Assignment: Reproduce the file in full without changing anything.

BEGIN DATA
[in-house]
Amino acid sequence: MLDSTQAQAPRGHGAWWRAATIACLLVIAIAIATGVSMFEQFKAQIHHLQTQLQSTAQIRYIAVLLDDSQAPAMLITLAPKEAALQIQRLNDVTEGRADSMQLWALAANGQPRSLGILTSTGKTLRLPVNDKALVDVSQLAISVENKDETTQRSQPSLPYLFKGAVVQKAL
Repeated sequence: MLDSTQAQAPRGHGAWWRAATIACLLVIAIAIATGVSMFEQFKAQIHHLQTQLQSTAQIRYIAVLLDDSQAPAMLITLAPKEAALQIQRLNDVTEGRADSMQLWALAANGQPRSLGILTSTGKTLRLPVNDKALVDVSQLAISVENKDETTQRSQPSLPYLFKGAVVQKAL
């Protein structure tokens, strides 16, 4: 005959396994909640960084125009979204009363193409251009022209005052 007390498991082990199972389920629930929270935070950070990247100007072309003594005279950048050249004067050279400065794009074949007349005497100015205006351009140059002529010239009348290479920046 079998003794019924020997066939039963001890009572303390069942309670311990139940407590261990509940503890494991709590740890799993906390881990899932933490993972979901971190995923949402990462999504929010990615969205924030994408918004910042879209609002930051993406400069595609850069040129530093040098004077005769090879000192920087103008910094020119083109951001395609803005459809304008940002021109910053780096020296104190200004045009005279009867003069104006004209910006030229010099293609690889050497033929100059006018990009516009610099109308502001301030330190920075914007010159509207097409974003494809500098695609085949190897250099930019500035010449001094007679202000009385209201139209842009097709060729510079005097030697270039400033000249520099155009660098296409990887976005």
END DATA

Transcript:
[in-house]
Amino acid sequence: MLDSTQAQAPRGHGAWWRAATIACLLVIAIAIATGVSMFEQFKAQIHHLQTQLQSTAQIRYIAVLLDDSQAPAMLITLAPKEAALQIQRLNDVTEGRADSMQLWALAANGQPRSLGILTSTGKTLRLPVNDKALVDVSQLAISVENKDETTQRSQPSLPYLFKGAVVQKAL
Repeated sequence: MLDSTQAQAPRGHGAWWRAATIACLLVIAIAIATGVSMFEQFKAQIHHLQTQLQSTAQIRYIAVLLDDSQAPAMLITLAPKEAALQIQRLNDVTEGRADSMQLWALAANGQPRSLGILTSTGKTLRLPVNDKALVDVSQLAISVENKDETTQRSQPSLPYLFKGAVVQKAL
């Protein structure tokens, strides 16, 4: 005959396994909640960084125009979204009363193409251009022209005052 007390498991082990199972389920629930929270935070950070990247100007072309003594005279950048050249004067050279400065794009074949007349005497100015205006351009140059002529010239009348290479920046 079998003794019924020997066939039963001890009572303390069942309670311990139940407590261990509940503890494991709590740890799993906390881990899932933490993972979901971190995923949402990462999504929010990615969205924030994408918004910042879209609002930051993406400069595609850069040129530093040098004077005769090879000192920087103008910094020119083109951001395609803005459809304008940002021109910053780096020296104190200004045009005279009867003069104006004209910006030229010099293609690889050497033929100059006018990009516009610099109308502001301030330190920075914007010159509207097409974003494809500098695609085949190897250099930019500035010449001094007679202000009385209201139209842009097709060729510079005097030697270039400033000249520099155009660098296409990887976005």